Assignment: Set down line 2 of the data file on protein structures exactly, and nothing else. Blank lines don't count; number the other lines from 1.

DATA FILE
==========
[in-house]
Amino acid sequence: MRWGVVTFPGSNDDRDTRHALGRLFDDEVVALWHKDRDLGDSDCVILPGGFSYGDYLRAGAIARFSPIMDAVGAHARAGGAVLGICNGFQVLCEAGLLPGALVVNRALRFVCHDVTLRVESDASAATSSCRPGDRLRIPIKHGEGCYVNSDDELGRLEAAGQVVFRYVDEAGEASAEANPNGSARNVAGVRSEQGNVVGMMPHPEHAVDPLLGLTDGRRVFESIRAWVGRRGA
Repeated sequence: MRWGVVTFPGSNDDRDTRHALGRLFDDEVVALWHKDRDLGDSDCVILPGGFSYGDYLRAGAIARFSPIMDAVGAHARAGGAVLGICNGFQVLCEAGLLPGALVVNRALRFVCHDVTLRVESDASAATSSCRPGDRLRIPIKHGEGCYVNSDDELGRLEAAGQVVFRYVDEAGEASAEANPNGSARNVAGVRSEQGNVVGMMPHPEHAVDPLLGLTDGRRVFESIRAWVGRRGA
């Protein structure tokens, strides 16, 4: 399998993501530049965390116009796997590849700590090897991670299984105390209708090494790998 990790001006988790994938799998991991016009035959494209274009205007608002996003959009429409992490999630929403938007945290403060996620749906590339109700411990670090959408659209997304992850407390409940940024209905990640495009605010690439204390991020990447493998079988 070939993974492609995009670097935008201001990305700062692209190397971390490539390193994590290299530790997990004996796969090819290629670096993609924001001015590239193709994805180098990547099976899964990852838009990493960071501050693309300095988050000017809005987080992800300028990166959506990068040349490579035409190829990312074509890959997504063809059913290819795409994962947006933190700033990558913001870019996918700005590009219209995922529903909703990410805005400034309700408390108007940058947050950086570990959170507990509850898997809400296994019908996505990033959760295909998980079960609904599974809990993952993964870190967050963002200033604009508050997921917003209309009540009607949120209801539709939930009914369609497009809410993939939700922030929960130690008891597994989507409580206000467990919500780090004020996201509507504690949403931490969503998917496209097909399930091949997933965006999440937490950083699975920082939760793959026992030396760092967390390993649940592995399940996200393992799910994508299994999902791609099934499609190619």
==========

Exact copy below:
Amino acid sequence: MRWGVVTFPGSNDDRDTRHALGRLFDDEVVALWHKDRDLGDSDCVILPGGFSYGDYLRAGAIARFSPIMDAVGAHARAGGAVLGICNGFQVLCEAGLLPGALVVNRALRFVCHDVTLRVESDASAATSSCRPGDRLRIPIKHGEGCYVNSDDELGRLEAAGQVVFRYVDEAGEASAEANPNGSARNVAGVRSEQGNVVGMMPHPEHAVDPLLGLTDGRRVFESIRAWVGRRGA